Alport died in London on 17 April 1959, aged 79. In his obituaries he was described as a man of “downright and forcible character” who was nevertheless “absolutely loyal” to and “much appreciated” by his friends, colleagues, and students. He was remembered in particular for his years at the University of Cairo where he was “a crusader” who “became respected and loved by his Egyptian students not only for the sincere and conscientious way he taught them textbook and bedside medicine but also for the improvements in their conditions, which were often the result of his campaigns in the Senate.” (British Medical Journal, 1959).
Alport, A.C, 1927, Hereditary Familial Congenital Haemorrhagic Nephritis, British Medical Journal, pp504-506.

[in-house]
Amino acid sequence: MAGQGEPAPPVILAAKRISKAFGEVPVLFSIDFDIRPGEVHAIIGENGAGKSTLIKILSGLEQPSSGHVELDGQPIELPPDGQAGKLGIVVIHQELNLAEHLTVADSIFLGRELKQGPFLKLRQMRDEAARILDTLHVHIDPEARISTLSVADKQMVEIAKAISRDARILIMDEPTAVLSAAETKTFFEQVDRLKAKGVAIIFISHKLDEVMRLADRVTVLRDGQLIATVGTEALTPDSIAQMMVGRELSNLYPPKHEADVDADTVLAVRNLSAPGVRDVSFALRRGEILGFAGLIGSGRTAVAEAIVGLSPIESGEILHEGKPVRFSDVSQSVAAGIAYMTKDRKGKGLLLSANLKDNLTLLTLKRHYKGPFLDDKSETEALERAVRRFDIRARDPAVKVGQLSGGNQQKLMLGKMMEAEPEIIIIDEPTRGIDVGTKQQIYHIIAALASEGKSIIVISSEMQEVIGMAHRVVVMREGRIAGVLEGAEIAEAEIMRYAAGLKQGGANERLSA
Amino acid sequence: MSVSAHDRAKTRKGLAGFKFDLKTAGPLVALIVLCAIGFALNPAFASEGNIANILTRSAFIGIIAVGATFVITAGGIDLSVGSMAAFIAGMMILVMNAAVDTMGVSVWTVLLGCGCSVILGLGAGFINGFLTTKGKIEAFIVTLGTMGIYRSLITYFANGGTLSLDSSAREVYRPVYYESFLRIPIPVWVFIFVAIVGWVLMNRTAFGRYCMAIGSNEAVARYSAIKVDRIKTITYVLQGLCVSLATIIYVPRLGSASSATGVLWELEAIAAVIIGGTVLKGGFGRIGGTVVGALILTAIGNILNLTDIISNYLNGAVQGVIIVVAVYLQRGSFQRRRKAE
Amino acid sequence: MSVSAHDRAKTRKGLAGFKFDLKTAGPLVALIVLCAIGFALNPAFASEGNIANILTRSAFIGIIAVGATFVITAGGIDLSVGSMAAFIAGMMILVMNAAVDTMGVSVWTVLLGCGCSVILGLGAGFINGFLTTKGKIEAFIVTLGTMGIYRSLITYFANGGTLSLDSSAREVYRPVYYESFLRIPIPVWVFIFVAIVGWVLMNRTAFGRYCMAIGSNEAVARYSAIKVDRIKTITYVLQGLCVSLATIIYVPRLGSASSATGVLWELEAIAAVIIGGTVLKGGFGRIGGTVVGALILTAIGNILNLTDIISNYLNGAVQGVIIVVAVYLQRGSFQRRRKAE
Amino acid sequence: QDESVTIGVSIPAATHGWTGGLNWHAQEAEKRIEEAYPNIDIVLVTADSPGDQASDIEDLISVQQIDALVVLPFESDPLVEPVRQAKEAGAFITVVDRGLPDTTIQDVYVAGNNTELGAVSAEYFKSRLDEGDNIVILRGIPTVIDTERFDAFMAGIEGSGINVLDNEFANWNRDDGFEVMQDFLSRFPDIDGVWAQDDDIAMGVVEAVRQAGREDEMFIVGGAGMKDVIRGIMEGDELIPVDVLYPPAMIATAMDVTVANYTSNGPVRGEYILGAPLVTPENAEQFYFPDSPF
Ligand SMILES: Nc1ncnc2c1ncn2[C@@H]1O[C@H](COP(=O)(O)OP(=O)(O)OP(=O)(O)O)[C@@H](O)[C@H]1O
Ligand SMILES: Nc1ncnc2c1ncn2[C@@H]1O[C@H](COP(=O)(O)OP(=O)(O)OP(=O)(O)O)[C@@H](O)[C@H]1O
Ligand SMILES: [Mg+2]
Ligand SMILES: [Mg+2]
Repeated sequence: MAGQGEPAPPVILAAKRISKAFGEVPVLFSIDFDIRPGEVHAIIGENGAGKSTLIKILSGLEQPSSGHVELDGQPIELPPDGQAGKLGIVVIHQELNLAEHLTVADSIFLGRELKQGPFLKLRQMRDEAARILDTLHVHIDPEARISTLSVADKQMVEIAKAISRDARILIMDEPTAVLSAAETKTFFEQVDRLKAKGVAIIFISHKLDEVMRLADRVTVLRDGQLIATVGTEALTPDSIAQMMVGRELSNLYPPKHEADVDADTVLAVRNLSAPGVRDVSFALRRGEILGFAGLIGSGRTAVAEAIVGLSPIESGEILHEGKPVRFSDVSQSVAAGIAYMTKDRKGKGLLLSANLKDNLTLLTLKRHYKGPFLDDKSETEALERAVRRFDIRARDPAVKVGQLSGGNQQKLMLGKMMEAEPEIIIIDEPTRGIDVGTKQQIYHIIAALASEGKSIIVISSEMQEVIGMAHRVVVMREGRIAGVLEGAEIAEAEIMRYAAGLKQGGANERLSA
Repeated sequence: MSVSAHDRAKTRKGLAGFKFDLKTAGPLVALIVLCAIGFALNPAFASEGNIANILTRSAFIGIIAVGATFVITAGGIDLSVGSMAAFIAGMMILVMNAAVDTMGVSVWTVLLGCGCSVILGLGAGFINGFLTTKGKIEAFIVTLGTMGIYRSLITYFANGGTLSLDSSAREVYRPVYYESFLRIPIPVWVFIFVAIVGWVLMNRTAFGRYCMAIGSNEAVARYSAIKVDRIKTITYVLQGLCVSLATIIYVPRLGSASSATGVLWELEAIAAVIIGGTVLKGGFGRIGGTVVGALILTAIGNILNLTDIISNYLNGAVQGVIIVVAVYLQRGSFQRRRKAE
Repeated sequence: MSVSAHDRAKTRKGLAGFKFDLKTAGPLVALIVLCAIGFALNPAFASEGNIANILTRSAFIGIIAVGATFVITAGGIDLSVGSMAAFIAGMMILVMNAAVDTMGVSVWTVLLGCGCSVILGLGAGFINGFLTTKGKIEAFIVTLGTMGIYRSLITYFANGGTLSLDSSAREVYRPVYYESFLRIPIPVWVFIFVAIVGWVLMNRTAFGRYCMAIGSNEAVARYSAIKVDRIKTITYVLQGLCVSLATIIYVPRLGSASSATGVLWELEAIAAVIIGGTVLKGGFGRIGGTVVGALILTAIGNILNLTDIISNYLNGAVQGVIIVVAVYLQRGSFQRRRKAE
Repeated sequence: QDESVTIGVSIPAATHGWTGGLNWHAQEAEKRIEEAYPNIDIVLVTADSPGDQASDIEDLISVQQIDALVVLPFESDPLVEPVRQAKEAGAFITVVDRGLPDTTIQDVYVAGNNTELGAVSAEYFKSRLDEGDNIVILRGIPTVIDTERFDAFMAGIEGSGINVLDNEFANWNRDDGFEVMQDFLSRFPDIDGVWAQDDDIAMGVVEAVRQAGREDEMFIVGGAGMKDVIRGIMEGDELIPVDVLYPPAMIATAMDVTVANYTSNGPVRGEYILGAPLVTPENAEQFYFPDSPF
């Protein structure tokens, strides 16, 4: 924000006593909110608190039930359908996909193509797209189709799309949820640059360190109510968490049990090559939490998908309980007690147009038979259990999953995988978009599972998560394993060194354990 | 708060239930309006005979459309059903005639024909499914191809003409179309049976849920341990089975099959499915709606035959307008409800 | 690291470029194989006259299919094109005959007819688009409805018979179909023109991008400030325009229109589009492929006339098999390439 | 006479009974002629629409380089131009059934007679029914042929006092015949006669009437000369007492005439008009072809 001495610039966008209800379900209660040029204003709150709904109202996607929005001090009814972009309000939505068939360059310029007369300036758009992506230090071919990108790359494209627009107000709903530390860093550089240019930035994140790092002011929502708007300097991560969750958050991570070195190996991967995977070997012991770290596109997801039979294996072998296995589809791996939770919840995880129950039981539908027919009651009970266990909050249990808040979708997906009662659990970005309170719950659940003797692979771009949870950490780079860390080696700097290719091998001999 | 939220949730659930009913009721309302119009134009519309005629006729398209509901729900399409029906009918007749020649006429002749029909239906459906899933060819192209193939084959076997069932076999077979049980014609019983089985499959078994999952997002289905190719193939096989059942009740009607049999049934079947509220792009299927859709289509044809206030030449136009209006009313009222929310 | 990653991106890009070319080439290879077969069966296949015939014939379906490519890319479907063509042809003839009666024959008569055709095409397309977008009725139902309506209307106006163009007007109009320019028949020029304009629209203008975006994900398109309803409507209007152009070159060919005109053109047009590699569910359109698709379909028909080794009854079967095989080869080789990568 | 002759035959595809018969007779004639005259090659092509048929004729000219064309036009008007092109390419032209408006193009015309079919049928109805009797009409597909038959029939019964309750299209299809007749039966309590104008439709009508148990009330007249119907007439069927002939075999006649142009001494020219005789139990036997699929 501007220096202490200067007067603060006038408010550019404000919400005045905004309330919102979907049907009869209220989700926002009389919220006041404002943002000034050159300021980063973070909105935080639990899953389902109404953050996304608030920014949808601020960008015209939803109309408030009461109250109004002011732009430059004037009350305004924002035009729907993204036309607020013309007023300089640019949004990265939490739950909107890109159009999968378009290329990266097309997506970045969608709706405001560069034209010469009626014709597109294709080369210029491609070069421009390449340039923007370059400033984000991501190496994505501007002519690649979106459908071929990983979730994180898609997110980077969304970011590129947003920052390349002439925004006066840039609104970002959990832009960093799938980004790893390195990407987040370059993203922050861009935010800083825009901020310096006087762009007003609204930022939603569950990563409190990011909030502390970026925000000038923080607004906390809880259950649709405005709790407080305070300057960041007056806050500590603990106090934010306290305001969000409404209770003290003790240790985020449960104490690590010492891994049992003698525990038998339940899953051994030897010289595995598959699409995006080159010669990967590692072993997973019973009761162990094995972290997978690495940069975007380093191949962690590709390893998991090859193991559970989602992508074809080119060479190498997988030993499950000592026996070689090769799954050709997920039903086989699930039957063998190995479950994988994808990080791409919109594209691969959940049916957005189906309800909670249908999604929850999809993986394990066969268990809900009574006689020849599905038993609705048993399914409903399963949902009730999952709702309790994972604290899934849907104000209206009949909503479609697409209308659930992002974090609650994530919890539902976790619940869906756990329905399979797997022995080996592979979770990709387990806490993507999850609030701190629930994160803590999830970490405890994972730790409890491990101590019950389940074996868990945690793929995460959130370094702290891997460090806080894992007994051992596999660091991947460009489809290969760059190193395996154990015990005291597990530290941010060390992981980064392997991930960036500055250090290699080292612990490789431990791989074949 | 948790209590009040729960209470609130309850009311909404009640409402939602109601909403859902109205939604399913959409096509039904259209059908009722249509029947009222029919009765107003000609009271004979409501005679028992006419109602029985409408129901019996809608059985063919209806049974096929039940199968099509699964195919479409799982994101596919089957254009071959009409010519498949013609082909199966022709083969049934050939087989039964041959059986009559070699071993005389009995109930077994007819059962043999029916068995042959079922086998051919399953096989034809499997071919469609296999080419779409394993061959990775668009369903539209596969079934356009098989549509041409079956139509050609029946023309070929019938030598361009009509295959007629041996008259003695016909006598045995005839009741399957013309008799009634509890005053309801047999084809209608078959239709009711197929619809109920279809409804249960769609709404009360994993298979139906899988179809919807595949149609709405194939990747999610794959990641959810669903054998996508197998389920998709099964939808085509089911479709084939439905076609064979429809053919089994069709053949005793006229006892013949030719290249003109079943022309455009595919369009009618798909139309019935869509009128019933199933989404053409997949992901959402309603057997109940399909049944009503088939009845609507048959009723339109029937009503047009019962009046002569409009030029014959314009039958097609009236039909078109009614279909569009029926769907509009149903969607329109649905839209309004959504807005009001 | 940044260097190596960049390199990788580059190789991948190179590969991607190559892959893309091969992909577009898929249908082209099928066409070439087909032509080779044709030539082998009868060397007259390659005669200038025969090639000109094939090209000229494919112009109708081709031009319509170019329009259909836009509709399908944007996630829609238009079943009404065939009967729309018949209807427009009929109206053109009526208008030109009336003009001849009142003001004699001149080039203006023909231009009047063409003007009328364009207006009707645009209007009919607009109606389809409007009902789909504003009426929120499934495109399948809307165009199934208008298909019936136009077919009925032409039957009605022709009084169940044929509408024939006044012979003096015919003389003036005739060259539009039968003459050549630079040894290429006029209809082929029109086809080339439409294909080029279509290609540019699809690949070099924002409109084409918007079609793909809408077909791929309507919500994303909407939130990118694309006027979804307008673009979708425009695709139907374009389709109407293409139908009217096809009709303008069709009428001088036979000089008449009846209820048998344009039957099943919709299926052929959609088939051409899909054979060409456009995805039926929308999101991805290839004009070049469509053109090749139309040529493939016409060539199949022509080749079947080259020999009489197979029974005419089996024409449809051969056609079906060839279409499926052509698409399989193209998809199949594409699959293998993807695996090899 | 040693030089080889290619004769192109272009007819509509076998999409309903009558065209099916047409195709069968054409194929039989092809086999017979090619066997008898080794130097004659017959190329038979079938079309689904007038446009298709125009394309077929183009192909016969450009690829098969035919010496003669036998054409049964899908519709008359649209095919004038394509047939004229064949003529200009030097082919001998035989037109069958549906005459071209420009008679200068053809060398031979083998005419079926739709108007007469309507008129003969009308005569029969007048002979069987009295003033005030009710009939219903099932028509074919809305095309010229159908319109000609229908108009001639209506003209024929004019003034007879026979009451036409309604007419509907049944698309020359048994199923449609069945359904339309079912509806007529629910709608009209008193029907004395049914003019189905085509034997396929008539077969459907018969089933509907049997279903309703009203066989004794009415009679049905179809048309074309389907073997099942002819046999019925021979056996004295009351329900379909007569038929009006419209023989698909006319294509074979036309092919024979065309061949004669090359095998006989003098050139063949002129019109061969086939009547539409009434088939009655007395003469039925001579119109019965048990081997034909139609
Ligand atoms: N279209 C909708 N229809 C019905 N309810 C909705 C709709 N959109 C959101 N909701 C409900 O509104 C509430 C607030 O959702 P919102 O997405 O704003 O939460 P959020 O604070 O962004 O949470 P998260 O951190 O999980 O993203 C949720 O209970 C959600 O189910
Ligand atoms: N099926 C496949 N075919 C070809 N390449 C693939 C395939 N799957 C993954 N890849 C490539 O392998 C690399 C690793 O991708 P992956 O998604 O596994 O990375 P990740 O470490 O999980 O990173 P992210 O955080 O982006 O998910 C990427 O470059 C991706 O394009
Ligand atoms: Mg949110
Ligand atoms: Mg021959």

Alport, A.C, 1934, The Lighter Side of the War. Experiences of a Civilian in Uniform, Hutchinson, London.
Alport, A.C, 1937, The House of Curious: The Odyssey of a Father and Son, Etc., Hutchinson, London.
Alport, A.C, 1946, One Hour of Justice: The Black Book of the Egyptian Hospitals and a Fellaheen Charter, Dorothy Crisp and Company.
British Medical Journal, 1959, A. C. Alport, M.D., F.R.C.P,” The British Medical Journal, Vol. 1, No. 5130, pp.1191-1192.
Tomes, J., 2008, Alport, Cuthbert James McCall , Baron Alport (1912–1998), Oxford Dictionary of National Biography, Oxford University, [online ed. available at http://www.oxforddnb.com/view/article/71022?docPos=1] accessed 28/07/16]